·         2 cups vegetable stock or water
Italian Herbed Polenta Croutons
·         ½ cup milk
·         1 cup polenta (or yellow cornmeal)
·         1 Tbsp dried basil
·         2 tsp dried oregano
·         1 tsp dried rosemary (chopped up if it is large)
·         1/8 tsp dried thyme
·         Salt
·         Freshly-ground black pepper
·         1 Tablespoon unsalted butter
·         1 Tablespoon grated Parmesan cheese
·         Olive oil

1)       In a medium sauce pot combine stock/water and milk and bring to a boil. In the meantime, grease an 8X8 in square pan.
2)      Add the polenta all at once and stir to combine. Reduce the heat to medium and continue stirring until thick, 5-10 min.
3)      Remove from heat and stir in the butter, cheese, and herbs. Season to taste with salt and pepper.
Pour the polenta into the prepared pan, smooth into an even layer, and refrigerate at least 15 to firm up.
4)      Cut polenta into small cubes (about the size of large dice) or into other desired size/shapes.
5)      To cook, either heat some oil in a sauté pan and brown the polenta on both sides, or toss the cubes with oil and bake them in the oven at 450 F until crispy and browned (I’m not exactly sure of the time on this because I kept working on other things and checking on them, but it seemed to take a while. I’m thinking about 15 min, but watch them carefully).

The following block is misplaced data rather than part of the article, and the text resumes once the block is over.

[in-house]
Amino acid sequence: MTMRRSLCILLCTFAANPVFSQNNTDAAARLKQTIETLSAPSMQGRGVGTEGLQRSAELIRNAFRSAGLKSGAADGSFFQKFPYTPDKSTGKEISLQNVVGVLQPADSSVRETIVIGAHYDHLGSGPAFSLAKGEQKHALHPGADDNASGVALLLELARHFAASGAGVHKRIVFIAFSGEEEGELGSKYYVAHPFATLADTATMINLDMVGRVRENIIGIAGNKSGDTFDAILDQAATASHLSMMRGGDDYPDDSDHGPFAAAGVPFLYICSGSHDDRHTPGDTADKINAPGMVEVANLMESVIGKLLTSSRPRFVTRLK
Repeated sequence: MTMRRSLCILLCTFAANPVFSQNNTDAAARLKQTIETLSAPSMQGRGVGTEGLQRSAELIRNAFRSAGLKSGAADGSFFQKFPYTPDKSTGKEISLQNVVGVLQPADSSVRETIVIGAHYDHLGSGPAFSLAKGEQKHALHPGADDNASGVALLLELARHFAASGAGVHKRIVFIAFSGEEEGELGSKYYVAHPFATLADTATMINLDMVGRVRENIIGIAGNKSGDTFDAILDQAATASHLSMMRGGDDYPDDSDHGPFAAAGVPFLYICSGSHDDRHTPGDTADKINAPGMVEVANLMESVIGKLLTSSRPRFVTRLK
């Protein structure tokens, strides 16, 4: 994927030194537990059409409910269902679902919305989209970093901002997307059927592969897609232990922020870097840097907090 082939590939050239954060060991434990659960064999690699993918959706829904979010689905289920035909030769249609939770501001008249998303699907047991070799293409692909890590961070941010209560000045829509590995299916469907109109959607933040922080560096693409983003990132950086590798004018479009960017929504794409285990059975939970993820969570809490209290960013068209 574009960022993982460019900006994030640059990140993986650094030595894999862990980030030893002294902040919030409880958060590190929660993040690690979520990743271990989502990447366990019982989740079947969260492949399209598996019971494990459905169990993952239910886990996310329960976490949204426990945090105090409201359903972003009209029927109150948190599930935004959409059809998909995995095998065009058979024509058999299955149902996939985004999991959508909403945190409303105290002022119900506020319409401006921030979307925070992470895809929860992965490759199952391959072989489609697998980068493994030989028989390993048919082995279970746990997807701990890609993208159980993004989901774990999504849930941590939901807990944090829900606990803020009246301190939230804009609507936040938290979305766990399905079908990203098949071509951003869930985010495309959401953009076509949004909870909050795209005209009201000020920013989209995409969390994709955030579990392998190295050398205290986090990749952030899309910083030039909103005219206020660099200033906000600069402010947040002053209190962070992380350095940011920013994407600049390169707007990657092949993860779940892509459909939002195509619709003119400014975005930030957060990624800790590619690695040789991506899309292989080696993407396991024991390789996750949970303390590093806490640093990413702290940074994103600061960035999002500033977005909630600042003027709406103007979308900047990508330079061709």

6)      Serve croutons right away on top of the soup. Left-overs soften-up the next day so you may want to eat them all right away.

Say hi to my sad stock everybody! Okay,
now say goodbye because we're aren't going to
see this guy anymore. No, we didn't like him,
but he'll be better next time! Okay moving on!

Next time I make this soup I would like to see if I
could eliminate the extra step of roating the peppers.

I like how this soup is unique in that everything gets
roasted in the oven instead of simmering on the stove.

After 30 min of roasting, my pan had warped
in the oven, meaning the oil slid all to one side
leaving me with some vegetables unbrowned
and others frankly black. Still, I scraped it all
together and it was fine, but I'll ues another
pan next time!

From a pot of veggies and fruit....

To a pot of very delicious, very impressive soup.
(it might look really thick like pasta sauce, but
when you taste it, it is actually very light and full
and perfect, so don't let looks deceive you).

Onto the croutons!...oh the croutons...

I'm not a big polenta person, so I really was
winging this whole polenta crouton thing, but
my mom's favorite thing about them was the